The Rural Municipality of Frenchman Butte No. 501 located in western Saskatchewan covers over 1,900 square kilometres and encompasses several communities within its boundaries, including the Town of St. Walburg, Village of Paradise Hill, Onion Lake Cree Nation Reserve, the Fort Pitt Farms Christian Community, and the Hamlet of Frenchman Butte.
Historically, household wastewater was discharged to residential holding tanks, septic tanks, or lagoons. Periodically, wastewater from holding and septic tanks was pumped out and transported by haulers to various sites for land application. Recently, the Saskatchewan Ministry of Environment indicated its intent to terminate land application of wastewater in the next five years.
Taking a proactive approach to the pending regulatory change, the Rural Municipality decided to conduct a wastewater management study to investigate its options for wastewater treatment. The Rural Municipality wanted to identify the most feasible way(s) to manage wastewater for the entire area. They also wished to determine if they could meet the needs of several communities without requiring each community to provide all of the wastewater treatment infrastructure. The Rural Municipality also wanted to explore any options available to provide partnerships within their boundaries.
Associated Engineering’s initial assignment included an assessment of the area’s wastewater treatment and disposal needs, and identification of opportunities for developing a regional wastewater treatment facility.
Based on the recommendations in the wastewater management study, the Rural Municipality retained Associated Engineering to proceed with the detailed design and construction of a wastewater management system, including two new sewage pumping stations, one in Paradise Hill and another in St. Walburg; 32 kilometres of 100 millimetre, 200 millimetre, and 250 millimetre high-density polyethylene wastewater forcemains; two new truck dump stations; a new booster station; and a new aerated lagoon to treat wastewater from the region.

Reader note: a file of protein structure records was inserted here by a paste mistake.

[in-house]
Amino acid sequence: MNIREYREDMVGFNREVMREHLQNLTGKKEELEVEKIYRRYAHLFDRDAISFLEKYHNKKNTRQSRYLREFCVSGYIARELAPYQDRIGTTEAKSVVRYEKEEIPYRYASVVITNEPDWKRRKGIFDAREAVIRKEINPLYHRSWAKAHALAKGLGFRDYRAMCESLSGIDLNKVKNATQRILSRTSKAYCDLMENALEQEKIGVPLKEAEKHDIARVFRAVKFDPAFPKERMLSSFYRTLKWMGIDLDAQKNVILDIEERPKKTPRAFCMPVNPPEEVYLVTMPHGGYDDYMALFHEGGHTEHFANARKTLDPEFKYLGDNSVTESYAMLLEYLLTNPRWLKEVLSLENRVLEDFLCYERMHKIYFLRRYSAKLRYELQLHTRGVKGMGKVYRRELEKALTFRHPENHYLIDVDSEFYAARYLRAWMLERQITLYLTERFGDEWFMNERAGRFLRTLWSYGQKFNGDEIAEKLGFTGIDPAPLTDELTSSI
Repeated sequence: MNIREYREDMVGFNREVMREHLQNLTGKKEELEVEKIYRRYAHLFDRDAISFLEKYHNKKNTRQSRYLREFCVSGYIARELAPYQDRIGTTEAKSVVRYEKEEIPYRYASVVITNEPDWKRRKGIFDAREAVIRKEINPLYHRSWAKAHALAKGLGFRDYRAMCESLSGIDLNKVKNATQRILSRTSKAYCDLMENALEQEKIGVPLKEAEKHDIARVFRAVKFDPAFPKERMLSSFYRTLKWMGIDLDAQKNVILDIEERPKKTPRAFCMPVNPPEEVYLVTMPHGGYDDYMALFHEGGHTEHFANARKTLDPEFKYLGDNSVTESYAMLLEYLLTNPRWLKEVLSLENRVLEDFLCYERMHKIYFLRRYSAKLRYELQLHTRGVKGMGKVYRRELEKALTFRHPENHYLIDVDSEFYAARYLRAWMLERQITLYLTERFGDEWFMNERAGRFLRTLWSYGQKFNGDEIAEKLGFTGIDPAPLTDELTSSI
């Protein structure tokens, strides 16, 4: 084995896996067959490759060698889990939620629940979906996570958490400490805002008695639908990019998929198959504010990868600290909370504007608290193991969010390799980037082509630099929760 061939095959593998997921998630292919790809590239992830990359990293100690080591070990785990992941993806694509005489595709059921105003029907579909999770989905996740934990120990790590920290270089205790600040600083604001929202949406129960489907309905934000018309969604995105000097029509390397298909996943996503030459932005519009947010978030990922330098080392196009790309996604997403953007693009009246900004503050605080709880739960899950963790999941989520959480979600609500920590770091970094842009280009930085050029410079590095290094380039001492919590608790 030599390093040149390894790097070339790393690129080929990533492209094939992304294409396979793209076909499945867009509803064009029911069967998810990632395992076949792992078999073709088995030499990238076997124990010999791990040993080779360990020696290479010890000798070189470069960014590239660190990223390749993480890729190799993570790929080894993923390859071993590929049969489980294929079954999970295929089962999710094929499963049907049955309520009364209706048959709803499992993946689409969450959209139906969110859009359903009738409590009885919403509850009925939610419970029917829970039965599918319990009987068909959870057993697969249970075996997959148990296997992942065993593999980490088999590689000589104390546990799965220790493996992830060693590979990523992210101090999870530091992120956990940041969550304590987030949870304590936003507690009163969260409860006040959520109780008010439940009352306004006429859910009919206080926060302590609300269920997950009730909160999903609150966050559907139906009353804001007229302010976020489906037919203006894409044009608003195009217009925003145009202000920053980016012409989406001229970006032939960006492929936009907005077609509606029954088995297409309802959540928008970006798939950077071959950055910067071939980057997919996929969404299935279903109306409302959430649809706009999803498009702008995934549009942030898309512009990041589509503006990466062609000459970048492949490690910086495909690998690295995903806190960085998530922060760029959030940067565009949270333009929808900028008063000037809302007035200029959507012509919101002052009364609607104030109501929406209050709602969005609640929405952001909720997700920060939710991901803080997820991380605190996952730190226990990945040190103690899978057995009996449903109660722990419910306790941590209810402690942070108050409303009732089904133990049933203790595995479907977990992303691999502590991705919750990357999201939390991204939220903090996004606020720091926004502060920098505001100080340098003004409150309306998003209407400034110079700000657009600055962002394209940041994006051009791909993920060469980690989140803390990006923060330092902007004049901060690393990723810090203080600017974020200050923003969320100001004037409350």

Project Manager, Marvin Loewen, tells us, “The distance between communities presented a design challenge. We built a hydraulic model of the proposed wastewater collection system, which helped to confirm the design of the pump stations. forcemains, and the booster station for wastewater transmission. Due to elevation changes, we designed the system with a combination of pressurized (pumped) and gravity flow forcemains.”
Marvin adds, “The land available for the lagoon also created an issue. We designed a system with aeration, which reduced the overall land required to a sixth of a traditional facultative (not aerated) lagoon.” The smaller physical footprint of the lagoon reduces the facility’s impact on the environment.
The project’s general contractor was an Onion Lake Cree Nation-owned company. The project was completed in August 2020.
Our key personnel involved on this project were Marvin Loewen, Darrell Rinas, Indira Budimlic, Evan Latos, Wayne Lalonde, Mark Guidinger, and Kai Ch’ng.